BREAKING: Supreme Court strikes down Biden's student loan forgiveness plan

The court ruled unanimously against the Department of Education in Department of Education v Brown, and 6-3 against the Biden administration in the case of Biden v Nebraska.

Hannah Nightingale Washington DC

On Thursday, the Supreme Court struck down Biden’s student loan forgiveness plan in two cases brought forth.

The court ruled unanimously against the Department of Education in Department of Education v Brown, and 6-3 against the Biden administration in the case of Biden v Nebraska.

The plan would have forgiven $10,000 in federal student loans for borrowers making up to $125,000, and forgiven $20,000 for students who took out Pell Grants.

Delivering the opinion in the case of Biden v Nebraska, Chief Justice John Roberts wrote that "Six States sued, arguing that the HEROES Act does not authorize the loan cancellation plan. We agree."

“The Secretary asserts that the HEROES Act grants him the authority to cancel $430 billion of student loan principal,” Roberts wrote, referring to the secretary of education. “It does not."

“We hold today that the Act allows the secretary to ‘waive or modify’ existing statutory provisions,” but, Roberts said, it does not allow the secretary to “rewrite that statute from the ground up.”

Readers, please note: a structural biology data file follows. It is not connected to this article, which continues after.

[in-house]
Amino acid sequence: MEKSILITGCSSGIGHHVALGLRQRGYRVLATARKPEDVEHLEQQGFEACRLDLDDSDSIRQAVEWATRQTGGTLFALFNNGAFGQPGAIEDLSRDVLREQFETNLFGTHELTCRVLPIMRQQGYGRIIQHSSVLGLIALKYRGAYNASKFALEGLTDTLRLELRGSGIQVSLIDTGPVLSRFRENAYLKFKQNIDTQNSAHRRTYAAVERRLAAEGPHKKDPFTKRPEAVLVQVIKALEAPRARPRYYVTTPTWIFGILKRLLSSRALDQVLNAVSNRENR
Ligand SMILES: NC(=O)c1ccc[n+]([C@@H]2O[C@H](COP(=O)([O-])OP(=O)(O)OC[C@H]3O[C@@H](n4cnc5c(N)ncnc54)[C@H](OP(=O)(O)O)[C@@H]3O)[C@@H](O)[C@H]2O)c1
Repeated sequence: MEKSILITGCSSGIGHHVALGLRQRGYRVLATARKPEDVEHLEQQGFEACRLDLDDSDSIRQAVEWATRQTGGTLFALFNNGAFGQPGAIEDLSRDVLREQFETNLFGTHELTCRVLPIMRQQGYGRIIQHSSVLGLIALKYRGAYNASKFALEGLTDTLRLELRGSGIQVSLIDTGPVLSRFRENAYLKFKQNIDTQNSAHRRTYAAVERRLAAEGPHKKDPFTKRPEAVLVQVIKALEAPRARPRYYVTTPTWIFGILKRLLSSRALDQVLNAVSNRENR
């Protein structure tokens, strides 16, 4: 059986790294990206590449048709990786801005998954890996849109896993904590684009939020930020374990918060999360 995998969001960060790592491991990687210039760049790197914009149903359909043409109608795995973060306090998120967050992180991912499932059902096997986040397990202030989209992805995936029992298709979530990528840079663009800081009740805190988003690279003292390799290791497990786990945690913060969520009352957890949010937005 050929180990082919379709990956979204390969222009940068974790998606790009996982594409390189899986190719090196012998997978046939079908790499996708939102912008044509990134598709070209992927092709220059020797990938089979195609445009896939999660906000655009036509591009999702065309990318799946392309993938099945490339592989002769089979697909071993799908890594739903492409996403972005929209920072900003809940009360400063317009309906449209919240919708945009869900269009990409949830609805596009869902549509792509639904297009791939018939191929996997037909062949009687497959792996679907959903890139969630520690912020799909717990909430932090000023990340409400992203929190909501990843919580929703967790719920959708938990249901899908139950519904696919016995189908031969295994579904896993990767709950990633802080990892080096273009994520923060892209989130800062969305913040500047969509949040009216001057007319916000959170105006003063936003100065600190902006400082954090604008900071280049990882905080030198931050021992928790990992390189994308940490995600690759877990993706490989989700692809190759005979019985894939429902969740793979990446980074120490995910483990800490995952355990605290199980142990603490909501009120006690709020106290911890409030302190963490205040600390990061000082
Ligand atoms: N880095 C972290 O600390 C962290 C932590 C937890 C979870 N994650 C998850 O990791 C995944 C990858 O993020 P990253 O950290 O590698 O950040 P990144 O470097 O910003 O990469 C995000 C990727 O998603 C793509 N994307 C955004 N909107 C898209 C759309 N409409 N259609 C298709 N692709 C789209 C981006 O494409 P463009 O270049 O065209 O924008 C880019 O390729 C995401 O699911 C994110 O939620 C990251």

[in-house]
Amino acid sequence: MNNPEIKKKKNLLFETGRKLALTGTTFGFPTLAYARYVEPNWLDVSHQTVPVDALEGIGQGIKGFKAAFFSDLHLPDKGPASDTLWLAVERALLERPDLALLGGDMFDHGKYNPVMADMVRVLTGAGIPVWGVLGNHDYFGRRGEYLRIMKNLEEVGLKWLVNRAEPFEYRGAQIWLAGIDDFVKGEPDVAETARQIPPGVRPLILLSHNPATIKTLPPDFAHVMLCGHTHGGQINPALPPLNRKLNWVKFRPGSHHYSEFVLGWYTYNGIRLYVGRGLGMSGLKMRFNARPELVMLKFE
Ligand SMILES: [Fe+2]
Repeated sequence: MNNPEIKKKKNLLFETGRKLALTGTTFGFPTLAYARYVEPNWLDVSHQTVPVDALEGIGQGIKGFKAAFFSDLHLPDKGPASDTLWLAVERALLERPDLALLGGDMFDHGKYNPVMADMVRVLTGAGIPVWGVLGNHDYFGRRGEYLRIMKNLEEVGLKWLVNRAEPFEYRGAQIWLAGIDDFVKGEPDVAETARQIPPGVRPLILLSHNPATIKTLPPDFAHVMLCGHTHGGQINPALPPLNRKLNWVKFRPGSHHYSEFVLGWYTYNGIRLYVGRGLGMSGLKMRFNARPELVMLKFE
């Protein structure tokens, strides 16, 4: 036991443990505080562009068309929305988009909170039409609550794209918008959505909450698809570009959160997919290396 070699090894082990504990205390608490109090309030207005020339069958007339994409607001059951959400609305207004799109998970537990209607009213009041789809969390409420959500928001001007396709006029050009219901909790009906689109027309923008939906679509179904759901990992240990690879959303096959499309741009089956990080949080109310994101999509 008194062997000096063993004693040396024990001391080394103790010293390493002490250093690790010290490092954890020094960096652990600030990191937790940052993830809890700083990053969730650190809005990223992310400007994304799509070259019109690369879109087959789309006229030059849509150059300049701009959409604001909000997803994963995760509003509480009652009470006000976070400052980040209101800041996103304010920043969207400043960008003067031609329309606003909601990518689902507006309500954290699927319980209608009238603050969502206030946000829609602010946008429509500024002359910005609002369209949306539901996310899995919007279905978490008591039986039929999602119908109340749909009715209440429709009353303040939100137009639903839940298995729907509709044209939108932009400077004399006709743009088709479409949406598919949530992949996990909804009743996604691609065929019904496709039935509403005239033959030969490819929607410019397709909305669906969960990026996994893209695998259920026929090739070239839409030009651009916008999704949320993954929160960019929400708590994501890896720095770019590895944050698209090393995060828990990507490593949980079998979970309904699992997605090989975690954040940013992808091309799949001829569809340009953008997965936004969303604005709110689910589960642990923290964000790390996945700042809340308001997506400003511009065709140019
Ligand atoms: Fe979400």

The plan was announced in August of last year, with the Eighth Circuit Court of Appeals and Fifth Circuit ruling against the program. 

The Biden administration has argued that it has the authority to issue such loan forgiveness under the Heroes Act.

Those against the cases argue that the Biden administration has overstepped its authority, and has violated the separation of powers by going forward with the plan without Congressional approval.

In a lower court ruling, US District Judge Mark Pittman called the forgiveness plan "one of the largest exercises of legislative power without congressional authority in the history of the United States."

"In this country, we are not ruled by an all-powerful executive with a pen and a phone," Pittman wrote in his decision. "Instead, we are ruled by a Constitution that provides for three distinct and independent branches of government ... The Court is not blind to the current political division in our country. But it is fundamental to the survival of our Republic that the separation of powers as outlined in our Constitution be preserved."

This is a breaking story and will be updated.

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I went to college with a full ride and still had to work two jobs to afford a place to live, my car, and pay all of the extra costs, like lab time for my major. But I would easily pay my tuition with a good weekend waiting tables.

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